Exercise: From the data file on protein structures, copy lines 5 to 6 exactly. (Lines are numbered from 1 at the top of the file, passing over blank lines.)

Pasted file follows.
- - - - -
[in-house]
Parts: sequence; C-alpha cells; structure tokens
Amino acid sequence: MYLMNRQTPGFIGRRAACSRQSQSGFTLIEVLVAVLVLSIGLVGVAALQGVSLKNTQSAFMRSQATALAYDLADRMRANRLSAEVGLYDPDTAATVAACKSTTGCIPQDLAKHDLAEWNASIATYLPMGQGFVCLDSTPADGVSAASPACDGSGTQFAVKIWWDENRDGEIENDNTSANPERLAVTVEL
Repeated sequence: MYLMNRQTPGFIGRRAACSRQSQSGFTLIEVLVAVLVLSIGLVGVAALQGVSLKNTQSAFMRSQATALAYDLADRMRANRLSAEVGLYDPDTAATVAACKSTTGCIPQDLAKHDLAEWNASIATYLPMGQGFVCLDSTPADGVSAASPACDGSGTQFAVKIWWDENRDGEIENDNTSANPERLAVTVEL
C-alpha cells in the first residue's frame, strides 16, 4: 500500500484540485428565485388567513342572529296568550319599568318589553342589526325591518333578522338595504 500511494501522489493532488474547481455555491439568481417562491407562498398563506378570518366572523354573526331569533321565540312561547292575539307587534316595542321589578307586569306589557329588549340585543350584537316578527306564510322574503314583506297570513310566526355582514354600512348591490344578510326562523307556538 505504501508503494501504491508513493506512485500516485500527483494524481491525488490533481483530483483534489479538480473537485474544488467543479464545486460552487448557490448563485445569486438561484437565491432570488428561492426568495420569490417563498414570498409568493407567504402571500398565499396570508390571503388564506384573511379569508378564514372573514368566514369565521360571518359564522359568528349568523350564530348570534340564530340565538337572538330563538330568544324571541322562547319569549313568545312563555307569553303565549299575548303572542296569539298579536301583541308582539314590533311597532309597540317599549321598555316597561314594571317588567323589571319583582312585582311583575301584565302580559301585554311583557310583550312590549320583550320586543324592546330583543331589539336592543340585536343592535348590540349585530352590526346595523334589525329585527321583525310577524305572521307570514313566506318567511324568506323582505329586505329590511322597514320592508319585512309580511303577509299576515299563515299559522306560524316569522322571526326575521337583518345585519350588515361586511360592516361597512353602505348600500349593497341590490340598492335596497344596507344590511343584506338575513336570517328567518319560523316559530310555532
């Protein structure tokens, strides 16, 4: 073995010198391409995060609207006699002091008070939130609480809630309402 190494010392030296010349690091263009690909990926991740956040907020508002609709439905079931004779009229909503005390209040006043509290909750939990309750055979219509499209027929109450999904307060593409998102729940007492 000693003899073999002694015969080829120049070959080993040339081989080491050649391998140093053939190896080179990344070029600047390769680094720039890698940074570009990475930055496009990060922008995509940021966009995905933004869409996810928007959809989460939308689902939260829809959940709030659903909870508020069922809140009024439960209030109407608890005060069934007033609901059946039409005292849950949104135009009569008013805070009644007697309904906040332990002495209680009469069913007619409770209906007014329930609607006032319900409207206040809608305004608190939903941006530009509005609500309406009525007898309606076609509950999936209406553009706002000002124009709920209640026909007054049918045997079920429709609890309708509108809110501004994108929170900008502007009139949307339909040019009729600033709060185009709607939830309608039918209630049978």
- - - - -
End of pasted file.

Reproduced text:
C-alpha cells in the first residue's frame, strides 16, 4: 500500500484540485428565485388567513342572529296568550319599568318589553342589526325591518333578522338595504 500511494501522489493532488474547481455555491439568481417562491407562498398563506378570518366572523354573526331569533321565540312561547292575539307587534316595542321589578307586569306589557329588549340585543350584537316578527306564510322574503314583506297570513310566526355582514354600512348591490344578510326562523307556538 505504501508503494501504491508513493506512485500516485500527483494524481491525488490533481483530483483534489479538480473537485474544488467543479464545486460552487448557490448563485445569486438561484437565491432570488428561492426568495420569490417563498414570498409568493407567504402571500398565499396570508390571503388564506384573511379569508378564514372573514368566514369565521360571518359564522359568528349568523350564530348570534340564530340565538337572538330563538330568544324571541322562547319569549313568545312563555307569553303565549299575548303572542296569539298579536301583541308582539314590533311597532309597540317599549321598555316597561314594571317588567323589571319583582312585582311583575301584565302580559301585554311583557310583550312590549320583550320586543324592546330583543331589539336592543340585536343592535348590540349585530352590526346595523334589525329585527321583525310577524305572521307570514313566506318567511324568506323582505329586505329590511322597514320592508319585512309580511303577509299576515299563515299559522306560524316569522322571526326575521337583518345585519350588515361586511360592516361597512353602505348600500349593497341590490340598492335596497344596507344590511343584506338575513336570517328567518319560523316559530310555532
């Protein structure tokens, strides 16, 4: 073995010198391409995060609207006699002091008070939130609480809630309402 190494010392030296010349690091263009690909990926991740956040907020508002609709439905079931004779009229909503005390209040006043509290909750939990309750055979219509499209027929109450999904307060593409998102729940007492 000693003899073999002694015969080829120049070959080993040339081989080491050649391998140093053939190896080179990344070029600047390769680094720039890698940074570009990475930055496009990060922008995509940021966009995905933004869409996810928007959809989460939308689902939260829809959940709030659903909870508020069922809140009024439960209030109407608890005060069934007033609901059946039409005292849950949104135009009569008013805070009644007697309904906040332990002495209680009469069913007619409770209906007014329930609607006032319900409207206040809608305004608190939903941006530009509005609500309406009525007898309606076609509950999936209406553009706002000002124009709920209640026909007054049918045997079920429709609890309708509108809110501004994108929170900008502007009139949307339909040019009729600033709060185009709607939830309608039918209630049978």